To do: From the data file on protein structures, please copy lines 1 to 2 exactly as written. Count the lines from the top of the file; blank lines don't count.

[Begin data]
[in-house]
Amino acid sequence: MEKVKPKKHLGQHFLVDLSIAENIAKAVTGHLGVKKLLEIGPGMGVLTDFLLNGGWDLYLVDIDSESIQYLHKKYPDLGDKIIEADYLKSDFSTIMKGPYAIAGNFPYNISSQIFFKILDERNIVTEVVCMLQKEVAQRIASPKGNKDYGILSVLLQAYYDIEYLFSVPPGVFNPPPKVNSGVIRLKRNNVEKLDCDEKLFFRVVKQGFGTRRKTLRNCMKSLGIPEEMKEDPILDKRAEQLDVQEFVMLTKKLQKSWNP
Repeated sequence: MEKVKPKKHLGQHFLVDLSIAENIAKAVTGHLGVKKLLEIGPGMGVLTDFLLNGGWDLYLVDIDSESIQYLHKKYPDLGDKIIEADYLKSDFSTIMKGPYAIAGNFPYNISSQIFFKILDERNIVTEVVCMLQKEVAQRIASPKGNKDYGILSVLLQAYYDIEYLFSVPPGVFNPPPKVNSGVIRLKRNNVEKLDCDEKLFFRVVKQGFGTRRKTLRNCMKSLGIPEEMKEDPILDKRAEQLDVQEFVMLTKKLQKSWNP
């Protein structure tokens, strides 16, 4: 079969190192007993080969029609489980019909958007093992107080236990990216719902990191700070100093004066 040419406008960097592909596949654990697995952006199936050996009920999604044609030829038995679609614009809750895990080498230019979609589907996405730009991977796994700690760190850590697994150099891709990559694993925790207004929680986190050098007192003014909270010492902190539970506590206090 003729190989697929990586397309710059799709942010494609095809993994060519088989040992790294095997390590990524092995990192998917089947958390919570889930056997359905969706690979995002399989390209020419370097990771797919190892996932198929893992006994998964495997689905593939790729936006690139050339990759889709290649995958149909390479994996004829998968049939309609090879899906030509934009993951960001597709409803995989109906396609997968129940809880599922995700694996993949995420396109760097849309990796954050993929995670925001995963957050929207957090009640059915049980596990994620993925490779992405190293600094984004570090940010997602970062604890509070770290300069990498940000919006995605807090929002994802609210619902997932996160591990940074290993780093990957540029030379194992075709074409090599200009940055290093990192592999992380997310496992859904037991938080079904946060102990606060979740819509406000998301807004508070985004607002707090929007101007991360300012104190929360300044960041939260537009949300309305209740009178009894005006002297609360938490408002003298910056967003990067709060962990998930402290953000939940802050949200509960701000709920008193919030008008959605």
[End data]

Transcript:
[in-house]
Amino acid sequence: MEKVKPKKHLGQHFLVDLSIAENIAKAVTGHLGVKKLLEIGPGMGVLTDFLLNGGWDLYLVDIDSESIQYLHKKYPDLGDKIIEADYLKSDFSTIMKGPYAIAGNFPYNISSQIFFKILDERNIVTEVVCMLQKEVAQRIASPKGNKDYGILSVLLQAYYDIEYLFSVPPGVFNPPPKVNSGVIRLKRNNVEKLDCDEKLFFRVVKQGFGTRRKTLRNCMKSLGIPEEMKEDPILDKRAEQLDVQEFVMLTKKLQKSWNP